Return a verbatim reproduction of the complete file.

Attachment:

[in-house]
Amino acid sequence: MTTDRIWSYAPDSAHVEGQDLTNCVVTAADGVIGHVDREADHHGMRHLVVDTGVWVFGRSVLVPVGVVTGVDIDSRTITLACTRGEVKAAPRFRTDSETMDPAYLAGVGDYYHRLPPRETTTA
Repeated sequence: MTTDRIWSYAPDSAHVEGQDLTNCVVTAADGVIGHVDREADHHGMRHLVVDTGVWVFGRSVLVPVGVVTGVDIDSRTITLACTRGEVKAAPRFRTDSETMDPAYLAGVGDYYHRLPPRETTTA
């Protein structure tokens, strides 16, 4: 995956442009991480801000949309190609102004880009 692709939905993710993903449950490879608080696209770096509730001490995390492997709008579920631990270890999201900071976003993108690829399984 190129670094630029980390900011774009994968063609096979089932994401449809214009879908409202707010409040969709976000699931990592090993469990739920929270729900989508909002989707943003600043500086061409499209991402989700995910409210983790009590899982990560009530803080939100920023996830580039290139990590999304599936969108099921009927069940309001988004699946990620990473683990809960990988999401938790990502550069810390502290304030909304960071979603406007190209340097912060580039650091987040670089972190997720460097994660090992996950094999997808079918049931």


[in-house]
Amino acid sequence: MTTDRIWSYAPDSAHVEGQDLTNCVVTAADGVIGHVDREADHHGMRHLVVDTGVWVFGRSVLVPVGVVTGVDIDSRTITLACTRGEVKAAPRFRTDSETMDPAYLAGVGDYYHRLPPRETTTA
Repeated sequence: MTTDRIWSYAPDSAHVEGQDLTNCVVTAADGVIGHVDREADHHGMRHLVVDTGVWVFGRSVLVPVGVVTGVDIDSRTITLACTRGEVKAAPRFRTDSETMDPAYLAGVGDYYHRLPPRETTTA
């Protein structure tokens, strides 16, 4: 995956442009991480801000949309190609102004880009 692709939905993710993903449950490879608080696209770096509730001490995390492997709008579920631990270890999201900071976003993108690829399984 190129670094630029980390900011774009994968063609096979089932994401449809214009879908409202707010409040969709976000699931990592090993469990739920929270729900989508909002989707943003600043500086061409499209991402989700995910409210983790009590899982990560009530803080939100920023996830580039290139990590999304599936969108099921009927069940309001988004699946990620990473683990809960990988999401938790990502550069810390502290304030909304960071979603406007190209340097912060580039650091987040670089972190997720460097994660090992996950094999997808079918049931």